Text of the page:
By Cecilia Chan, GSN Managing Editor

Town Council is set to tackle how to handle electric scooters that have popped up all over Gilbert.

Staff is expected to present options at the Jan. 22 study session.

“I’m very much wanting a temporary ban of these scooters,” Vice Mayor Eddie Cook said. “I think other council members want to do the same thing.”

Councilwoman Brigette Peterson said she hasn’t heard of the options yet to deal with the on-demand scooters.

“A temporary ban intrigues me,” she said. “It will give us time to figure out how Gilbert specifically would handle these different kinds of mobility. It will be interesting to see what options are possible.”

Some Mesa City Council members also have proposed an outright ban of scooters in their city.

There’s a number of electric scooter companies flooding communities across the country with their dockless scooters, but Bird, out of California, is one that is currently known to operate in Gilbert.

“There’s no doubt we are in favor of any business coming to Gilbert and setting up shop, but they’ve done things I don’t appreciate,” Cook said.

For instance, the company – without alerting the town – dumped its scooters in the public rights-of-way such as sidewalks, causing a nuisance, according to Cook.

“We’ve heard of accidents involving residents,” he added. “One accident is one too many.

“What I’ve noticed because they’ve done this, is it has taken up a lot of staff time and we have a lot of projects going on and it’s kind of a distraction,” he said.

He said the town is busy with working on its three parks, public parking garage and the 202 interchange.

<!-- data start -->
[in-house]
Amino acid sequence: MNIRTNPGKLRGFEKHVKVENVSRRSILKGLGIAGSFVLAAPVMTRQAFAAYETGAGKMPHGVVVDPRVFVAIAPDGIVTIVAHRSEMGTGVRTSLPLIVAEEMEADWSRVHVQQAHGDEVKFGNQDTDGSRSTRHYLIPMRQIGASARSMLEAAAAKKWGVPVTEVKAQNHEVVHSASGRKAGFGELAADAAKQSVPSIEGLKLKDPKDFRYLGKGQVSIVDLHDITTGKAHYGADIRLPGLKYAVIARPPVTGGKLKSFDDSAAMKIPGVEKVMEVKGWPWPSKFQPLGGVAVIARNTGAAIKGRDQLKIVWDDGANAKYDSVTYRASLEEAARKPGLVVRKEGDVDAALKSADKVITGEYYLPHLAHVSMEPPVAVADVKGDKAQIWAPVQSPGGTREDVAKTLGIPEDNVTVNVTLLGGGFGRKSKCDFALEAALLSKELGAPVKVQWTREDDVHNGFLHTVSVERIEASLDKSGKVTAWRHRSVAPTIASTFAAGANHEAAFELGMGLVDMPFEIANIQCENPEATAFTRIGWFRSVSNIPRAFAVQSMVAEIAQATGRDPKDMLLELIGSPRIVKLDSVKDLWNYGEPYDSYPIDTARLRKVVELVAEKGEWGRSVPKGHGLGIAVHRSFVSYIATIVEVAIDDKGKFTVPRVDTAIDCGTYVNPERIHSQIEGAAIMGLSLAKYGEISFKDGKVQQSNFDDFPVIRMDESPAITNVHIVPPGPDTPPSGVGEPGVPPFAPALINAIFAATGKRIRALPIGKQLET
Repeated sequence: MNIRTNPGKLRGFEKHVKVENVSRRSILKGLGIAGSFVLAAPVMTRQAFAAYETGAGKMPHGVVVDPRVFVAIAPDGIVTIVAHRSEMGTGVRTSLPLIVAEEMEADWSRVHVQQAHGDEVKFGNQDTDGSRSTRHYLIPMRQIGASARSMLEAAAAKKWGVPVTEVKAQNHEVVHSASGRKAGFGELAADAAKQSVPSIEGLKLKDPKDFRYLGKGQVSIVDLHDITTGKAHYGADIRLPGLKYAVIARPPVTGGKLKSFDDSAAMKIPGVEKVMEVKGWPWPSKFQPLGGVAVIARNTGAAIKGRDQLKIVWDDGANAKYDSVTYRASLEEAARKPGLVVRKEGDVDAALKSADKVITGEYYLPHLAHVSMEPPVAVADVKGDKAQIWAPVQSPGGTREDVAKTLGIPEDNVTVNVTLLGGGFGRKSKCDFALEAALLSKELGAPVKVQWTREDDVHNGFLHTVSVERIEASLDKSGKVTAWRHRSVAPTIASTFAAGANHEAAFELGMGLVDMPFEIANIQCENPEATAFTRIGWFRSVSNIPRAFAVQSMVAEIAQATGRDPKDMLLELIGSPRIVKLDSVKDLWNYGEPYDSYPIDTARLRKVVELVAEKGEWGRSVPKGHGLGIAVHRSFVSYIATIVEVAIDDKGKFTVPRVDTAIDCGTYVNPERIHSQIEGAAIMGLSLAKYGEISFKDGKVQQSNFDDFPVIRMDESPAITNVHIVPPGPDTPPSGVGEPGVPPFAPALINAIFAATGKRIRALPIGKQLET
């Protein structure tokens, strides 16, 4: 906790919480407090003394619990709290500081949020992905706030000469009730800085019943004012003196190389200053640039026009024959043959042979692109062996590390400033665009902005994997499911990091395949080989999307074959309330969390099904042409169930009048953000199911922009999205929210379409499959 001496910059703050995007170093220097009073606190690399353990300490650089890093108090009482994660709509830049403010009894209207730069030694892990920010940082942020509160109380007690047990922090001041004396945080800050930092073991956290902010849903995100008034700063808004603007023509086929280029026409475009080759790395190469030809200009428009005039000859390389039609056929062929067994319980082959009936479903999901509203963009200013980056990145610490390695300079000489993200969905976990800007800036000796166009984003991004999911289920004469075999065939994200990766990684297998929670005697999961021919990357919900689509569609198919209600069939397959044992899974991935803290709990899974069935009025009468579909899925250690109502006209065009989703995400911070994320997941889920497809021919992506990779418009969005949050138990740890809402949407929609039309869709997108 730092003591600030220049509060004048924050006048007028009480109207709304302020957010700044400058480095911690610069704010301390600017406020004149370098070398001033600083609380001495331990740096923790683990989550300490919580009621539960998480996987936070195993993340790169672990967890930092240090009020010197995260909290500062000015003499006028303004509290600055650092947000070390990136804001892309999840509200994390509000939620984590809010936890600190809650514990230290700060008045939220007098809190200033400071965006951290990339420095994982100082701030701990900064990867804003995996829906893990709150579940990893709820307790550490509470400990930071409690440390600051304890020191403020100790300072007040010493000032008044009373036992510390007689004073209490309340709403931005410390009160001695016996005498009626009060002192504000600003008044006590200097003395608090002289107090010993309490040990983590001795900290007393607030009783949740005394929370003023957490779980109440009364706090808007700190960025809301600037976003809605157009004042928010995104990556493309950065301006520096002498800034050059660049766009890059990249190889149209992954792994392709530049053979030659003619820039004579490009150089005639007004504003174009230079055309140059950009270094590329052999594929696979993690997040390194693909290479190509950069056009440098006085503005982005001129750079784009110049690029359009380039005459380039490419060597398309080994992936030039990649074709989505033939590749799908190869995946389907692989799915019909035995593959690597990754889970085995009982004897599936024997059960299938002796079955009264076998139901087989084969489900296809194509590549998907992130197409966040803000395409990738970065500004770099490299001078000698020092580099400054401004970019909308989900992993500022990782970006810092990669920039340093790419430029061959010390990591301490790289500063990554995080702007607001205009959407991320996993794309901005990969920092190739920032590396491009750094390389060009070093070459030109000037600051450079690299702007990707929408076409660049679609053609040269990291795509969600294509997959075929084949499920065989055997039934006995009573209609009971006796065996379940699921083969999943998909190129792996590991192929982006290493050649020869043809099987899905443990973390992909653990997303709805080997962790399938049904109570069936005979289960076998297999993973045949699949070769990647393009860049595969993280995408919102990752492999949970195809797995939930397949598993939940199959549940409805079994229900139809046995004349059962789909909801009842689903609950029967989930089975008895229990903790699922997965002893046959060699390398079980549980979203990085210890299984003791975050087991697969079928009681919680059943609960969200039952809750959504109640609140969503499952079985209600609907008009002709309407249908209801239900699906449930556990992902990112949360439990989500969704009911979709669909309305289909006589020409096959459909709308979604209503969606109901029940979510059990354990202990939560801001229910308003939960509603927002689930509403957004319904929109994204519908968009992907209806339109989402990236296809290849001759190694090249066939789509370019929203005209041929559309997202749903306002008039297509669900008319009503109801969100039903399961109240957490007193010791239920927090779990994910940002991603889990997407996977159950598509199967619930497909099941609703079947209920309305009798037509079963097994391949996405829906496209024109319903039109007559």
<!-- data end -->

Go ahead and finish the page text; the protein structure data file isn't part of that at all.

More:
The only thing on the town’s books dealing with electric scooters is a code that allows for their operation on public streets with posted speeds less than 25 mph.

Scottsdale recently adopted an ordinance regulating electric scooters, which include no parking the devices on public sidewalks and making it illegal for devices to remain at the same location on public property for more than 72 consecutive hours.

Recognizing the influx of these scooters and other modes for travel such as self-driving cars in town, officials recently released a poll asking the public to comment on the future of transportation in Gilbert.

The online poll, which ended Sunday, asked for the public’s opinion on electric scooters, dockless ride-share bicycles, autonomous vehicles and charging stations for electric vehicles. It also asked which of those modes of transportation they would use.

A group of residents was slated to protest Tempe City Council last Thursday because its regulations had no teeth.

“It’s not right to say that that Tempe is going to have regulations. The proposal has no regulations regarding safety – no speed limits, no places they can’t go, no insurance requirements. Nothing. It’s all about money,” said Brian Gratton, a member of Save Our Sidewalks, a group of residents fed up with the scooters.